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Multiple applications, one database.  Processes?



What is the best way to put things in production without affecting others that are currently in production when using the same database (oracle)?

Example:

System 1 is in production.
System 2 is also in production.

System 1 is going to promote new changes to production.

System 2 isn’t ready for production, but has made changes to oracle packages that will be included in System 1’s promotion, because they share packages.


So if System 1 goes to production, System 2’s changes will be pushed up as well, even though they are untested thoroughly.

Solutions:
** Push items to production on set days (3rd Wednesday of the month, etc.), and all changes up to that point must be tested 1 week before hand

** Use source control to house the Oracle packages once they are out of QA to push to Stage, then production

** Have developer comment out the untested changes

** Some action that I don’t even know about
** Some combination of the above

What do you think?

Surely this isn’t a unique problem

Thanks in advance.

Charley Bogwill
Wednesday, April 07, 2004

This is one solution,

You say these two applications share their database, does that mean they share the instance but have separated schemas, or do they both live in the same schema?

As I understand it, you would need to create 4 new schemas in your oracle instance:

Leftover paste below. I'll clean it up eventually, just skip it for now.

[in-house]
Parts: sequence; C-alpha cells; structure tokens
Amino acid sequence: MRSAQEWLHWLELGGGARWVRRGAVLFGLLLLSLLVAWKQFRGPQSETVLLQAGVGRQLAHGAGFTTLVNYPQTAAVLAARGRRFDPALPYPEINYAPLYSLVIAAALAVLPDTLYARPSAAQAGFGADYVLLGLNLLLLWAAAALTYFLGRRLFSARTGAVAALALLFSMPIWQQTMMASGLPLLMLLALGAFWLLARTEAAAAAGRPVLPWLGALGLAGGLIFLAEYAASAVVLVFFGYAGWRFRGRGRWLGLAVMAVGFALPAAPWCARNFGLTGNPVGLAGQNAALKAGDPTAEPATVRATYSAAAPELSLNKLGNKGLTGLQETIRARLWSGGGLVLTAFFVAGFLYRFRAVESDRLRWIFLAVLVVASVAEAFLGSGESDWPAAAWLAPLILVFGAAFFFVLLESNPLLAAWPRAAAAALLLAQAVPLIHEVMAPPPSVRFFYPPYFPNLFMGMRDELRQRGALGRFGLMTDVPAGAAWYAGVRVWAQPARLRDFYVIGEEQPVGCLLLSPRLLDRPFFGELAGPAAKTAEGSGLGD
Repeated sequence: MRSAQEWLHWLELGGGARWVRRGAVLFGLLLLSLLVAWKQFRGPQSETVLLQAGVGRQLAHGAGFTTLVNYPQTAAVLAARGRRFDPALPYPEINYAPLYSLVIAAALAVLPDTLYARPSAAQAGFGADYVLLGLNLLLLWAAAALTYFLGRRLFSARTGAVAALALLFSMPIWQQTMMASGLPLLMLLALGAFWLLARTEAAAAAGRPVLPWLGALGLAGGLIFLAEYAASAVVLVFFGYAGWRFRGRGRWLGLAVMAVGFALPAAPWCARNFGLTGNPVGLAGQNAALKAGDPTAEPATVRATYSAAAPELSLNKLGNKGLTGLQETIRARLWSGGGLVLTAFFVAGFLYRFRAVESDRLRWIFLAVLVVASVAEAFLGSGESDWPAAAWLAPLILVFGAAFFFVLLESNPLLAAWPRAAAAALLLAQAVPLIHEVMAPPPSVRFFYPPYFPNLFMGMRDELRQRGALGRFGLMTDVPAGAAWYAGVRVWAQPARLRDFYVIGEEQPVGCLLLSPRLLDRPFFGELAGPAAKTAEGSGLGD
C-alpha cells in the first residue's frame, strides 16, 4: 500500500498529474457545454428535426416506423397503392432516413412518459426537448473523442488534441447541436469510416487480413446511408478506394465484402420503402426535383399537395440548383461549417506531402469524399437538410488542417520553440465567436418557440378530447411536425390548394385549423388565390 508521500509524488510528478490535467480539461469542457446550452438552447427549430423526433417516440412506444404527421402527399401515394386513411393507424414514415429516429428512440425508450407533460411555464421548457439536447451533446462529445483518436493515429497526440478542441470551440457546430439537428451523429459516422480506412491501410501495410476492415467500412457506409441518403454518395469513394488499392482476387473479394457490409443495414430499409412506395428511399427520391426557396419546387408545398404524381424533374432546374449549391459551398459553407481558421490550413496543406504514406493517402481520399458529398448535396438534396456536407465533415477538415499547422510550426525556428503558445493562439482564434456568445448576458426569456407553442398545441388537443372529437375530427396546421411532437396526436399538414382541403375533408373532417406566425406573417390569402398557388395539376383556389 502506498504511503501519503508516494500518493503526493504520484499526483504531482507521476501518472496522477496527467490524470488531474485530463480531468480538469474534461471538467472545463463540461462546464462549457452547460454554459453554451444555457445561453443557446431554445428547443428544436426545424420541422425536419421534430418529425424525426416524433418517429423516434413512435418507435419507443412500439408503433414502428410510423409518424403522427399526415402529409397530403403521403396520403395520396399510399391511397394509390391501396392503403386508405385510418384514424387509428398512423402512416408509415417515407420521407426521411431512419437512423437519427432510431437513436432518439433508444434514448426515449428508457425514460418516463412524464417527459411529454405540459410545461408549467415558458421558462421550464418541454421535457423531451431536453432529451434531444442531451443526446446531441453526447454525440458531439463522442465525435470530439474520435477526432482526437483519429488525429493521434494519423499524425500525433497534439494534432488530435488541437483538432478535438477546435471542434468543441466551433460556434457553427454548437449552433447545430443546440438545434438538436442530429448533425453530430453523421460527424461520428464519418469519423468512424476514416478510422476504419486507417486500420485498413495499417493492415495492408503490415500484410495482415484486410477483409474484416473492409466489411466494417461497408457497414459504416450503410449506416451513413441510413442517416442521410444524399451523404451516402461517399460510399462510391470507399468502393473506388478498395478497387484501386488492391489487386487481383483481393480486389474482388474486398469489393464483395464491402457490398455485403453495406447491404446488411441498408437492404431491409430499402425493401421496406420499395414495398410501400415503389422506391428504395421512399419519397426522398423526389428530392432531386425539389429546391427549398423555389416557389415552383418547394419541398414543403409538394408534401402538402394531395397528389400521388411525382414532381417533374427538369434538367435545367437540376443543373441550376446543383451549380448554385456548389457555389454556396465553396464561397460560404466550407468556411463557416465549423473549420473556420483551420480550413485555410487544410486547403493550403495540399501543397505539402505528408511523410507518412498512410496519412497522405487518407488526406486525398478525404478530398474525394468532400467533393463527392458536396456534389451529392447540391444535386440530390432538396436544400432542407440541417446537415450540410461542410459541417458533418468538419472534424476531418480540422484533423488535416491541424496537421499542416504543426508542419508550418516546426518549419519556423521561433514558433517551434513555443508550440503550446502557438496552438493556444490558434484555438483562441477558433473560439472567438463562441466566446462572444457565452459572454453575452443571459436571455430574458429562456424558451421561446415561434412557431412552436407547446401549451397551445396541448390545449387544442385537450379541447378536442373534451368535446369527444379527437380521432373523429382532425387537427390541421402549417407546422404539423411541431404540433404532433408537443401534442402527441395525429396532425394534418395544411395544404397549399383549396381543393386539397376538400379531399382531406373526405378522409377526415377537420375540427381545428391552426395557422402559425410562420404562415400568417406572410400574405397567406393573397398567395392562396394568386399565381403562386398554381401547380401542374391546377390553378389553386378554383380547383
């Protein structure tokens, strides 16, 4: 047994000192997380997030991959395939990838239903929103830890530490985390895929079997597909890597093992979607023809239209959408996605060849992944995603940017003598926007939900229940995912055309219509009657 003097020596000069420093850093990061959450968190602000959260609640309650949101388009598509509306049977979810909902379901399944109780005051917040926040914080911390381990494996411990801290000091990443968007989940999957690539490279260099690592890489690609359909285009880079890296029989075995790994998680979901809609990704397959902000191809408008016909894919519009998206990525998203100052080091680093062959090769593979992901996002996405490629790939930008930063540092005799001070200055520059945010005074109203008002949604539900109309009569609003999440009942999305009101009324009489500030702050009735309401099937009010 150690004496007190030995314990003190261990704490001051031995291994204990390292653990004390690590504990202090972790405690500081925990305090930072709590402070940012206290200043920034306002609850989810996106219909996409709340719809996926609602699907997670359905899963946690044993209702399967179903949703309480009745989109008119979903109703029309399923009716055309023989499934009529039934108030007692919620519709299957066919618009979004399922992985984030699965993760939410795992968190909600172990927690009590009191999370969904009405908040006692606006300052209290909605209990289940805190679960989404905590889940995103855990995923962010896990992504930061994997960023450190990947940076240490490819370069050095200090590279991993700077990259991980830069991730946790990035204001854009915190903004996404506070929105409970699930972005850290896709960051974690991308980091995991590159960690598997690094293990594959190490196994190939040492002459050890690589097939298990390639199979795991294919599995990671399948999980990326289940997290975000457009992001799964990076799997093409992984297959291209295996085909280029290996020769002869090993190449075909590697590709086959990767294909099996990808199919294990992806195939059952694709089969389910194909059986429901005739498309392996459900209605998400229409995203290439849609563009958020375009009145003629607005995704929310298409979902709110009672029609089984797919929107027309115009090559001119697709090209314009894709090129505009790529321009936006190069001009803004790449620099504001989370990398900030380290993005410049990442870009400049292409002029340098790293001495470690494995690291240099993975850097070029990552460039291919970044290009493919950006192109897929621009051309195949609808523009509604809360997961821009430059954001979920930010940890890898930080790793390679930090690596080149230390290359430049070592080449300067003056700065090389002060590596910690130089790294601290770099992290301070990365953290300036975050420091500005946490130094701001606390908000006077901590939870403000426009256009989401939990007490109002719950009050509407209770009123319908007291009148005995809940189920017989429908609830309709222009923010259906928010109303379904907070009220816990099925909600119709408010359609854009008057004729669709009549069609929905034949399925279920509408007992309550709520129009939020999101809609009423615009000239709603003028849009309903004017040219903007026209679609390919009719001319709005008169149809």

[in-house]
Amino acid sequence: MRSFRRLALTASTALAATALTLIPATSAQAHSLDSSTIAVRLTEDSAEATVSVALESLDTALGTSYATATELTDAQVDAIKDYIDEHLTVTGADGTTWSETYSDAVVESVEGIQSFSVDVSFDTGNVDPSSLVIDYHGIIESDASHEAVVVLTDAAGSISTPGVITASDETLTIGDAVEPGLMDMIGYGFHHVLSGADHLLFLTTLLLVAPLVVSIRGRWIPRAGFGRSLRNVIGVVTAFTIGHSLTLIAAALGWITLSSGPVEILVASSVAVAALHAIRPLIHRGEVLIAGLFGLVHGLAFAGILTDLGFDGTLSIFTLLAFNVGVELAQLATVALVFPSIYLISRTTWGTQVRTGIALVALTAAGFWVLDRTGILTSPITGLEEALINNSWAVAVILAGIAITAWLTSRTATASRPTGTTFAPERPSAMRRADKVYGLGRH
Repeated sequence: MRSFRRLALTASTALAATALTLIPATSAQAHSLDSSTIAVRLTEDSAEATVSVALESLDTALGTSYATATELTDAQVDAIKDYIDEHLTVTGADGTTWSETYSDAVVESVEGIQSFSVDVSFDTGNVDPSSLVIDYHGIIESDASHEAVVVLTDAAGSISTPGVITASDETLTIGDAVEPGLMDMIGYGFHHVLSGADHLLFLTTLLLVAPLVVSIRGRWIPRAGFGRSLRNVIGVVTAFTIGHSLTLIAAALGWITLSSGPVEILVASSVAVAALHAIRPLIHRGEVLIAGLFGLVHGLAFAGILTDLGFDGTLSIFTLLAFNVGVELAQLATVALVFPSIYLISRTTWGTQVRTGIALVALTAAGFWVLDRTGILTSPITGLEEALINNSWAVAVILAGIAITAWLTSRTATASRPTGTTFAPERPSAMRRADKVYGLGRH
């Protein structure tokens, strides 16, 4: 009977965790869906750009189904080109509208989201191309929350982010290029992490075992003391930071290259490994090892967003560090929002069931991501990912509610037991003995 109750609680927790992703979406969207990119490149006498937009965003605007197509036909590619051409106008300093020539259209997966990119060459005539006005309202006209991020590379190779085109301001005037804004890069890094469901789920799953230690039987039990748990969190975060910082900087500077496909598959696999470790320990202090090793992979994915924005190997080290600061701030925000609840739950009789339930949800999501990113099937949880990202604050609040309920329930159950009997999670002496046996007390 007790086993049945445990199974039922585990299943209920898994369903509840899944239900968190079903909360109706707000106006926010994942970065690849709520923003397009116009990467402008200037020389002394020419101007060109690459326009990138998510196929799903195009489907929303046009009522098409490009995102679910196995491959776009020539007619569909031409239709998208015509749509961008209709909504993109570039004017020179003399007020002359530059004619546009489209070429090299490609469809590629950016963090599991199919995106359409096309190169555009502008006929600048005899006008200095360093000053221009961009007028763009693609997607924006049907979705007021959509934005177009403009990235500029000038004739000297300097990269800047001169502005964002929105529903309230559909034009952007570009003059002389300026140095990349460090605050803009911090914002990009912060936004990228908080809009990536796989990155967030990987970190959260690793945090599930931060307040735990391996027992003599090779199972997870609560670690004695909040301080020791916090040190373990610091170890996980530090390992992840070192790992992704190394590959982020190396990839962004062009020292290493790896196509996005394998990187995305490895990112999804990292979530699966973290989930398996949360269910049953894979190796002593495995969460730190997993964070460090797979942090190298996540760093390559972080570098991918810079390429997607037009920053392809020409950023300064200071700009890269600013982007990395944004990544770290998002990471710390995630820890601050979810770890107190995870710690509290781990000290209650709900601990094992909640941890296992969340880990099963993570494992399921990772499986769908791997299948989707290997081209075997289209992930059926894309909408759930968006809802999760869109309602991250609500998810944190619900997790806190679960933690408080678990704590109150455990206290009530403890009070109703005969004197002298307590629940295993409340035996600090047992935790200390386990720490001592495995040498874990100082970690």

APP1_OWNER    -- App 1 specific stuff
APP2_OWNER    -- App 2 specific stuff
SHARED              -- New shared stuff (App 1 promoted)
OLD_SHARED    -- Old App 2 packages.

Install the shared packages in the SHARED schema; and the application stuff in the respective APP schemas. Then you can use private synonyms in the private APP schemas to point out the correct version of the code.

As APP 2 gets more and more tested you can drop the private synonyms and recreate synonyms to point to the SHARED schema.

This way you can transparently (to the apps at least) have different versions of the code running at the same time.

Or am I missing something?





System 1 is going to promote new changes to production.
System 2 isn’t ready for production, but has made changes to oracle packages that will be included in System 1’s promotion, because they share packages.


So if System 1 goes to production, System 2’s changes will be pushed up as well, even though they are untested thoroughly.

Patrik
Wednesday, April 07, 2004

System 2's untested changes should not go into production. Very bad idea.

DJ
Wednesday, April 07, 2004

When you are making System 1's changes, make it so they are backward compatible with System1's existing functionality.

That's the only real answer you have.  We do this all the time.

i.e. if System 1 and System 2 both reference a stored procedure X, and you need to add a parameter to stored prcedure X for System 1's changes, make another stored procedure Y.  In the current release, you will have both stored prcoedure X and Y out there.

In a future release when System 2 ships, you can have it reference stored procedure Y as well.

I'm not familiar with Oracle, but I am familiar with SQL Server.  Does this help at all?

Rick Watson
Wednesday, April 07, 2004

Sounds to me like App1 and App2 are not separate unless you can separate their database changes into app1's mods and app2's mods, and these don't conflict.

I reckon you need to deploy all three (apps & db) as a versioned and tested unit. Or separate the db changes, and version/test/release app1 & db-mods, then later app2 & db-mods.

If app1 is dependant on some of app2s db-mods then you've got one system (with 2 apps).

Tim H
Thursday, April 08, 2004

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